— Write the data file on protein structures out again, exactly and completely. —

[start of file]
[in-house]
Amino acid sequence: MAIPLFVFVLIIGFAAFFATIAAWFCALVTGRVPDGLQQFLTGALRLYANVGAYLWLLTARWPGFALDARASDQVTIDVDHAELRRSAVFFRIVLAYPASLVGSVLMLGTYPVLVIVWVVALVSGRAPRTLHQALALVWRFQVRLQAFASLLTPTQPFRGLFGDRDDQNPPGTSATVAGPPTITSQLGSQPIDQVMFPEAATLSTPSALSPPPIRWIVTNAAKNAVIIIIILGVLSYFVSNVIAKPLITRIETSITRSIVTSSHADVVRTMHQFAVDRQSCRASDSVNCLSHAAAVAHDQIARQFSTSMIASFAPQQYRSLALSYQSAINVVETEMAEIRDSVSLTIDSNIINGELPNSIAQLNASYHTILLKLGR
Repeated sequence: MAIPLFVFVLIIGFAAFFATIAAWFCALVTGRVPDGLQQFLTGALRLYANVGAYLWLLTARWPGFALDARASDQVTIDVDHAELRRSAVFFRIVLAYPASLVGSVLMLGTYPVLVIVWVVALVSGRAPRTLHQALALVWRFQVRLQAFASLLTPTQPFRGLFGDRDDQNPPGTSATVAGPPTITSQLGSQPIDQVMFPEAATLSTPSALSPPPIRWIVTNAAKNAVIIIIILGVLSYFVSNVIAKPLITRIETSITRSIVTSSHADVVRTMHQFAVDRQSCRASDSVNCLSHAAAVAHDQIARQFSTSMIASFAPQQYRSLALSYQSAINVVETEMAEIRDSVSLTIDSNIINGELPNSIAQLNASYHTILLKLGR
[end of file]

[in-house]
Amino acid sequence: MAIPLFVFVLIIGFAAFFATIAAWFCALVTGRVPDGLQQFLTGALRLYANVGAYLWLLTARWPGFALDARASDQVTIDVDHAELRRSAVFFRIVLAYPASLVGSVLMLGTYPVLVIVWVVALVSGRAPRTLHQALALVWRFQVRLQAFASLLTPTQPFRGLFGDRDDQNPPGTSATVAGPPTITSQLGSQPIDQVMFPEAATLSTPSALSPPPIRWIVTNAAKNAVIIIIILGVLSYFVSNVIAKPLITRIETSITRSIVTSSHADVVRTMHQFAVDRQSCRASDSVNCLSHAAAVAHDQIARQFSTSMIASFAPQQYRSLALSYQSAINVVETEMAEIRDSVSLTIDSNIINGELPNSIAQLNASYHTILLKLGR
Repeated sequence: MAIPLFVFVLIIGFAAFFATIAAWFCALVTGRVPDGLQQFLTGALRLYANVGAYLWLLTARWPGFALDARASDQVTIDVDHAELRRSAVFFRIVLAYPASLVGSVLMLGTYPVLVIVWVVALVSGRAPRTLHQALALVWRFQVRLQAFASLLTPTQPFRGLFGDRDDQNPPGTSATVAGPPTITSQLGSQPIDQVMFPEAATLSTPSALSPPPIRWIVTNAAKNAVIIIIILGVLSYFVSNVIAKPLITRIETSITRSIVTSSHADVVRTMHQFAVDRQSCRASDSVNCLSHAAAVAHDQIARQFSTSMIASFAPQQYRSLALSYQSAINVVETEMAEIRDSVSLTIDSNIINGELPNSIAQLNASYHTILLKLGR